How to use git bisect to find errors

How do I debug almost all issues involving long-term change history, use Git to track, and find the time when errors are introduced in the code

Sometimes we work on projects for a long, long time. We may make a perfect 1.0 version, then release it to the public, then start bug fixes, then receive feature requests and work on improving the application.

At some point in the process, you will getRegression error: Unexpected problems caused by irrelevant changes to the code.

Although you haven't really changed that part of the code recently, some things haven't worked as expected.

Or maybe you touched the file or function so many times that you forgot what changes might have caused the problem reported to you.

Anyway, the first thing isDetermine where the error is.

If you are using a version control system, for exampleGit, Things are easier. You can go back in time and find out the exact commit that introduced the change. This is important when working in a team, because other people may already be doing this work, and if they caused an error, you may not know what to do-apart from asking them to fix it, because Git will do it for you Provide this information.

One way is to manually check out certain specific submissions. For example, you can start by checking whether yesterday's code base version is normal.

I useGitHub desktop, Awesome Git clientGitHub. It is very suitable for daily use, but does not allow me to check a submission. Some other clients are fine, but you can useCommand Line.


git checkout <COMMIT_SHA>

where is itIs the commit you want to roll back. It looks like5a06d3ca5e7adb6e67.

If the problem persists, try to perform the same operation on another commit from the previous day, and so on, until you find a commit whose code works.

Now you need to applyDivide and conquerPrinciple, and then choose a submission between the last one you tried (invalid) and the feasible one.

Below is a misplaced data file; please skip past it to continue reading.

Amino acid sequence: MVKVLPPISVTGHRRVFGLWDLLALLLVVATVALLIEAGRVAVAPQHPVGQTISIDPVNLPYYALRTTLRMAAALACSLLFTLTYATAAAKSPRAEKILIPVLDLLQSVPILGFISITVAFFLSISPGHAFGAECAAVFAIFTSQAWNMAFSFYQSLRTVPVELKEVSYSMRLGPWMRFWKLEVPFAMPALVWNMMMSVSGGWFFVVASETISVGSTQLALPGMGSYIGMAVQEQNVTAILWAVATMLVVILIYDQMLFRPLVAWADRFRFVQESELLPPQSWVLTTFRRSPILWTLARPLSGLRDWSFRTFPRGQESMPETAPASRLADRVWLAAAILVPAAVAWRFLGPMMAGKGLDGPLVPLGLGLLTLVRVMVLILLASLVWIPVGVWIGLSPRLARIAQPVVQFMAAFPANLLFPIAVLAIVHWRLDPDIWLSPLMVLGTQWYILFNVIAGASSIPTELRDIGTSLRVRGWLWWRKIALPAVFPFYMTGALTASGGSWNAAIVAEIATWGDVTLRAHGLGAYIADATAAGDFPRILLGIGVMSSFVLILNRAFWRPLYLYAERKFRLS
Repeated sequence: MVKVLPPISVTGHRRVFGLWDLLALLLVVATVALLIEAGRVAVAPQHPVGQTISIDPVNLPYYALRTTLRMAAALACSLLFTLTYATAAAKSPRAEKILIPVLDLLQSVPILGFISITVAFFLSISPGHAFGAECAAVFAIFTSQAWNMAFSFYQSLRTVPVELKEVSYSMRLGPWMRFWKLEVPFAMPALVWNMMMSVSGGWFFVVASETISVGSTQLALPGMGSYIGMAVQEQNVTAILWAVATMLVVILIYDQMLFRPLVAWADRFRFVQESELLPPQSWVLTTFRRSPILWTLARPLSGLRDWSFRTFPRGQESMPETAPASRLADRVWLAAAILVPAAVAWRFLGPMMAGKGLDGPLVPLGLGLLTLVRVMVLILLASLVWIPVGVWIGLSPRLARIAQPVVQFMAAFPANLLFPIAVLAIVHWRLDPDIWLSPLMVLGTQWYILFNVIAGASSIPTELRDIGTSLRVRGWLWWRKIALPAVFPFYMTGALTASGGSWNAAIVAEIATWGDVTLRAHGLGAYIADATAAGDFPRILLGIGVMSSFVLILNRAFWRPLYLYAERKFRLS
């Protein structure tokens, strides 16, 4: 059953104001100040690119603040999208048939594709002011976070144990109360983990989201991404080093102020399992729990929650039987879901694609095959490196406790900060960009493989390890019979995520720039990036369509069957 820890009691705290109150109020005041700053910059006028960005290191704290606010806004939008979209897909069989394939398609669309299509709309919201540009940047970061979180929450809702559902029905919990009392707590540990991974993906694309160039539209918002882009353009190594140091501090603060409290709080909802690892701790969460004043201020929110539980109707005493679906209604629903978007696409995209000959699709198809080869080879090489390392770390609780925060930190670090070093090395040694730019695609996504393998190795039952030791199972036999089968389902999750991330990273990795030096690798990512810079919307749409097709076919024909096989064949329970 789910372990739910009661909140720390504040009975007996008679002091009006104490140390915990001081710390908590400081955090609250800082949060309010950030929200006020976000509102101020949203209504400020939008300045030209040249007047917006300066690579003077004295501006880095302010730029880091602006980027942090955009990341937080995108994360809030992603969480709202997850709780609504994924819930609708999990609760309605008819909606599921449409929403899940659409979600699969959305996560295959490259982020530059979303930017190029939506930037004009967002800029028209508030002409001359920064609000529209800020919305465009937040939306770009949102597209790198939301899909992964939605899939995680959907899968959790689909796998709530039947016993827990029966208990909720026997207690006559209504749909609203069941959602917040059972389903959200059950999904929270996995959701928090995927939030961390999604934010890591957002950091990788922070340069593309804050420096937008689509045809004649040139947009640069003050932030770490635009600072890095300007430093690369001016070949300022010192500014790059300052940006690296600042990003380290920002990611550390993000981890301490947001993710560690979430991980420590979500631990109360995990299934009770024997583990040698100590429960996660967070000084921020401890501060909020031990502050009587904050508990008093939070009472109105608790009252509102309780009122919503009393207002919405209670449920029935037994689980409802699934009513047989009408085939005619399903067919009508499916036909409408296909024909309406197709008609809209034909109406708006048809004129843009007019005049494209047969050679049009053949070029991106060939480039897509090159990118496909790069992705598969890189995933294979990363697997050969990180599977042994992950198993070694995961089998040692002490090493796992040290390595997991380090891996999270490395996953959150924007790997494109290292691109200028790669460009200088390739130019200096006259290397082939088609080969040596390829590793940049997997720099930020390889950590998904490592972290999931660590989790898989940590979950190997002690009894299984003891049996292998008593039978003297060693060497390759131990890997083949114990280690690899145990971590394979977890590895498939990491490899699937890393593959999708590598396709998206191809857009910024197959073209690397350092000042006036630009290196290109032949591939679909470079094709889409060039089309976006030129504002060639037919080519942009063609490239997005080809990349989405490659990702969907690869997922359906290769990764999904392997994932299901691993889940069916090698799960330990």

Repeat the process, halving the interval between each submission until you determine which submission is causing the problem.

This is a common and useful thing, so Git introducedbisectCommand to automate this process.

Start with your latest submission. usegit checkout your-branch-name, E.ggit checkout masterIf you have already checked out an earlier submission.

Then run:

git bisect start

Nothing happened you need to tell Git onebadSubmit a reference, where the code does not work:

git bisect bad HEAD

with oneOkSubmit, where does the code work:

git bisect good 7f4d976e7540e28c6b0

Git starts the process:

Bisecting: 3 revisions left to test after this (roughly 2 steps)
[d18ebf1c7db9a9b44e8facc5ddb3551e641a64e2] fixes #25

Look, you have 6 commits between HEAD and the great commit I mentioned. Git tells me that there are two more steps until the problematic commit is found.

I go to test the code, and then tell Git the result:git bisect badorgit bisect goodDepends on success.

Repeat until you find the wrong commit, then rungit bisect resetGo back to HEAD to commit.

Git will guide you through the halving operation. You enter the submitted SHA

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